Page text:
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-   -   1 gallon mead (http://www.homebrewtalk.com/f30/1-gallon-mead-21820/)

Fire_travels 02-10-2007 06:47 PM

1 gallon mead
How does this sound for proportion and ingredients... This is not mine i found it on http://winemaking.jackkeller.net/reques28.asp

Would this be prity dry or not.?. I want to find a good gallon mead and experment with fruit!
Thanks for any opinions!

Blueberry Mead (1 gallon)
2 lb clover honey
2 12-oz bag blueberries (frozen)
1 used teabag jasmine tea
1/2 tsp pectic enzyme
1 tsp yeast nutrient
Red Star Champagne yeast.

Mix honey into 3 qts water and bring to boil. Boil 20 minutes, skimming off any scum that forms. Meanwhile, place thawed blueberries in nylon straining bag and mash in primary. Pour boiling water over blueberries, used teabag, pectic enzyme, and yeast nutrient. When cooled to 70-75 degrees, sprinkle wine yeast over surface. Cover and squeeze nylon bag daily for 7 days. Drain blueberries, squeezing well to extract flavor. Discard teabag. Transfer liquid to secondary, fit airlock and ferment additional 30 days. Rack, top up and refit airlock. Stabilize when clear, wait 10 days, and rack into bottles. Age 1-2 years. [Adapted from a traditional recipe]

Evets 02-10-2007 07:22 PM

Looks good to me. I recently made a blueberry mel that looked very similar to your recipe except I didn't use a teabag, and I used Lalvin D-47 yeast. The champagne yeast will dry it out pretty good but you can always back-sweeten when it's done. I also used about 1/3 of a vanilla bean in the secondary, cut into 4-5 pieces. I highly recommend that. I'll be starting a batch of strawberry mel this evening.

Fire_travels 02-10-2007 07:26 PM

i was looking on the austin HBS website and they have a whitelabs sweet mead yeast... I was thinking of using that but do i have to ratio the yeast for a one gallon batch?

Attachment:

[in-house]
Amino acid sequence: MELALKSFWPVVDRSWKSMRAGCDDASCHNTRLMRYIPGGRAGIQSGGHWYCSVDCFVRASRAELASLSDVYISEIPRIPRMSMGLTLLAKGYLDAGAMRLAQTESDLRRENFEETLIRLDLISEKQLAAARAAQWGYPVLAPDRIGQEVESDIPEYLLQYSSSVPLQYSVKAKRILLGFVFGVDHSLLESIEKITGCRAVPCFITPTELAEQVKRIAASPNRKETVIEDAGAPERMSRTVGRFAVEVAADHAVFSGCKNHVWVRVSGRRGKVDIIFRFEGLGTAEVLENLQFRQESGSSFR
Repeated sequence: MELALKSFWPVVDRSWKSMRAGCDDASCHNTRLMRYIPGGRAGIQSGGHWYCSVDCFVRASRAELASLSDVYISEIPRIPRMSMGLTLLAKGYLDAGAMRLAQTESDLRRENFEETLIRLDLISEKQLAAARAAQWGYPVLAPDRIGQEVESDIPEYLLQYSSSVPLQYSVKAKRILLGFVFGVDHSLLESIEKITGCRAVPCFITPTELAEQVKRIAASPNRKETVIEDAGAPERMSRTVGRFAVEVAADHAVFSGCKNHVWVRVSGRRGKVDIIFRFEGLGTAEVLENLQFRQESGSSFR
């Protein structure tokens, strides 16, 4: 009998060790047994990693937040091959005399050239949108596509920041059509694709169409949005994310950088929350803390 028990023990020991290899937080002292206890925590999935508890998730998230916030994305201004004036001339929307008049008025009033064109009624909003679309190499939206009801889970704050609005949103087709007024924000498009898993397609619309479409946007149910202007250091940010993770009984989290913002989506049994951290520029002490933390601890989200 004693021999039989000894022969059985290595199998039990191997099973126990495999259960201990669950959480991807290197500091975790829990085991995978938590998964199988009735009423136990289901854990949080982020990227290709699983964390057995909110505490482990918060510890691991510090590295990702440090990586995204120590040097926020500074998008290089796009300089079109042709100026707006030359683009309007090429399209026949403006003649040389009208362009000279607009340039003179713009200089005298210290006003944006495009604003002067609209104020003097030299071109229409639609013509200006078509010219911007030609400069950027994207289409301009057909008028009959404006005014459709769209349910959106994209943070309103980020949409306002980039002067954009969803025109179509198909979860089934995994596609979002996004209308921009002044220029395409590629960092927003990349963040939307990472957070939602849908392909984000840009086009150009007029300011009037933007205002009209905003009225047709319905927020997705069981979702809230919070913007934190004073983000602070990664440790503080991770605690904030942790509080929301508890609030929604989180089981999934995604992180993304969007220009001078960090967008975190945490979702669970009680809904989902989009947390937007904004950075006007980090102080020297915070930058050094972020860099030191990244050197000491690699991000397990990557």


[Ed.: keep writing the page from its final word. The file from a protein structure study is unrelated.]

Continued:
BTW This will be my first mead!

NurseNan 02-11-2007 08:49 AM

You don't need to portion out the yeast, use the whole thing. Sweet mead yeast is notorious for stuck fermentations, though. Stick with a wine yeast. The other thing you don't really need to do is boil the honey. You loose some of the subtle flavors and aroma if you do that. Just bring the water to a boil, turn it off, then add the honey to dissolve. You won't have scum to skim, either. Just carry on from there.

MikeRLynch 02-11-2007 05:22 PM

Isn't 2lbs a little light for a gallon? I've used four and came up with a nicely medium sweet mead. Maybe the blueberrys carry enough sugar to bump up the OG?


Fire_travels 02-11-2007 06:15 PM

I was thinking of bumping up the hunny to 3-4# !

Will a recipie like this one come out prity clear?

MikeRLynch 02-11-2007 08:48 PM

One of my meads keeps getting the fermentation stuck, so it's been working for well over three months. The other, more sucessful one has been working for two, but has just recently stopped fermenting and is ever so slowly starting to clear. Mead needs to age for a very long time anyway, so by the end of a year it should be fairly clear.


NurseNan 02-11-2007 09:33 PM


Originally Posted by Fire_travels
I was thinking of bumping up the hunny to 3-4# !

Will a recipie like this one come out prity clear?

The blueberries will bump up the OG, and higher gravity meads can get stuck. You can always add more honey in secondary, another pound or 2, once the initial fermentation is done, and you are ready to rack. Leave a little extra head space in your initial gallon fermentation. Warm the honey and add a little water to thin, add to the empty secondary and rack on top of it. The blueberries in primary will cause a lot of sediment, so you should have plenty of room. If you still have space left after your rack your mead over, you could always add some blueberry puree to enhance the flavor.

It works for me.

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